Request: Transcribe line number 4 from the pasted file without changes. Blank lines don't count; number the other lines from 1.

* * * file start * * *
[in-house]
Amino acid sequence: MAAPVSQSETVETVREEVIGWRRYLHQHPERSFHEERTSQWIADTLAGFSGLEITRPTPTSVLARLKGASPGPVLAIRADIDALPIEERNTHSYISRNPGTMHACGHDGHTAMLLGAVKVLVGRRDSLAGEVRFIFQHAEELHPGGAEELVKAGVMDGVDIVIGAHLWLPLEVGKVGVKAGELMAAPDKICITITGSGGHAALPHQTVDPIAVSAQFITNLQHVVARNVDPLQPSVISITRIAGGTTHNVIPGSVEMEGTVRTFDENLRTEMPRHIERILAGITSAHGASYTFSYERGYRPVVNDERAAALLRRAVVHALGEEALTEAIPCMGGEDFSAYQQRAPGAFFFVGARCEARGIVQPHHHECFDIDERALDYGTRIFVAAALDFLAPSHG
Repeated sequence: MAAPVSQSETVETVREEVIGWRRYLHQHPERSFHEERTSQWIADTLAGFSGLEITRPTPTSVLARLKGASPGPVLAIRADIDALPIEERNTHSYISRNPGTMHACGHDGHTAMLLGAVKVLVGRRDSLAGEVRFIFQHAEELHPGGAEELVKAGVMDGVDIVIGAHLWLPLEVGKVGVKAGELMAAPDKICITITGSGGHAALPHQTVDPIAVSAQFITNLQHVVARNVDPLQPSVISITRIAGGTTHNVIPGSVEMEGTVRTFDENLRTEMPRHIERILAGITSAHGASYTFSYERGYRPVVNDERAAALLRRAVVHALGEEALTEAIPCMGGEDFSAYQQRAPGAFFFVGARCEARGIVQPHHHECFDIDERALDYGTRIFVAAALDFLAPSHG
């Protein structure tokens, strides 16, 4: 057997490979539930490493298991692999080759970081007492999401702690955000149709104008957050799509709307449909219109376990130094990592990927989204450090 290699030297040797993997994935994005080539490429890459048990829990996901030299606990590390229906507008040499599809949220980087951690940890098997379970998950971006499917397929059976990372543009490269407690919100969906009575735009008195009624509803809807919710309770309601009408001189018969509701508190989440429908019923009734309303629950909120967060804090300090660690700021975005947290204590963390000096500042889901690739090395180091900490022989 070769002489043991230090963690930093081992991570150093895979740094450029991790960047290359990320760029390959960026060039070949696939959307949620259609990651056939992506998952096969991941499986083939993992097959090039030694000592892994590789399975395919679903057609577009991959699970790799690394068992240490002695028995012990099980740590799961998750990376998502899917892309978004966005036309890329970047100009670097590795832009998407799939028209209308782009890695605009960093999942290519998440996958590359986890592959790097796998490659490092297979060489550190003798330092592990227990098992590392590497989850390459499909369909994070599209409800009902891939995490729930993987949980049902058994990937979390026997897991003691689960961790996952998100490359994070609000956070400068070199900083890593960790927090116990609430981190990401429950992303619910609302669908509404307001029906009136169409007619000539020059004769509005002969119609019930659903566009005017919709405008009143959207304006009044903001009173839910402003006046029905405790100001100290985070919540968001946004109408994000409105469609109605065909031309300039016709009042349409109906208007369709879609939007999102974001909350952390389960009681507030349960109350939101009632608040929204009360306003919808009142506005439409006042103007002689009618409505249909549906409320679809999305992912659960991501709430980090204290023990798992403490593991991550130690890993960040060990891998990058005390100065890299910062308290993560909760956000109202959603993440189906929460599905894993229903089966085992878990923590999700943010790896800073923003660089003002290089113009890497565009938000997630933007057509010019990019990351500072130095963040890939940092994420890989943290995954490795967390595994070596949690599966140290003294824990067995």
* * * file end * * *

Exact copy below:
């Protein structure tokens, strides 16, 4: 057997490979539930490493298991692999080759970081007492999401702690955000149709104008957050799509709307449909219109376990130094990592990927989204450090 290699030297040797993997994935994005080539490429890459048990829990996901030299606990590390229906507008040499599809949220980087951690940890098997379970998950971006499917397929059976990372543009490269407690919100969906009575735009008195009624509803809807919710309770309601009408001189018969509701508190989440429908019923009734309303629950909120967060804090300090660690700021975005947290204590963390000096500042889901690739090395180091900490022989 070769002489043991230090963690930093081992991570150093895979740094450029991790960047290359990320760029390959960026060039070949696939959307949620259609990651056939992506998952096969991941499986083939993992097959090039030694000592892994590789399975395919679903057609577009991959699970790799690394068992240490002695028995012990099980740590799961998750990376998502899917892309978004966005036309890329970047100009670097590795832009998407799939028209209308782009890695605009960093999942290519998440996958590359986890592959790097796998490659490092297979060489550190003798330092592990227990098992590392590497989850390459499909369909994070599209409800009902891939995490729930993987949980049902058994990937979390026997897991003691689960961790996952998100490359994070609000956070400068070199900083890593960790927090116990609430981190990401429950992303619910609302669908509404307001029906009136169409007619000539020059004769509005002969119609019930659903566009005017919709405008009143959207304006009044903001009173839910402003006046029905405790100001100290985070919540968001946004109408994000409105469609109605065909031309300039016709009042349409109906208007369709879609939007999102974001909350952390389960009681507030349960109350939101009632608040929204009360306003919808009142506005439409006042103007002689009618409505249909549906409320679809999305992912659960991501709430980090204290023990798992403490593991991550130690890993960040060990891998990058005390100065890299910062308290993560909760956000109202959603993440189906929460599905894993229903089966085992878990923590999700943010790896800073923003660089003002290089113009890497565009938000997630933007057509010019990019990351500072130095963040890939940092994420890989943290995954490795967390595994070596949690599966140290003294824990067995």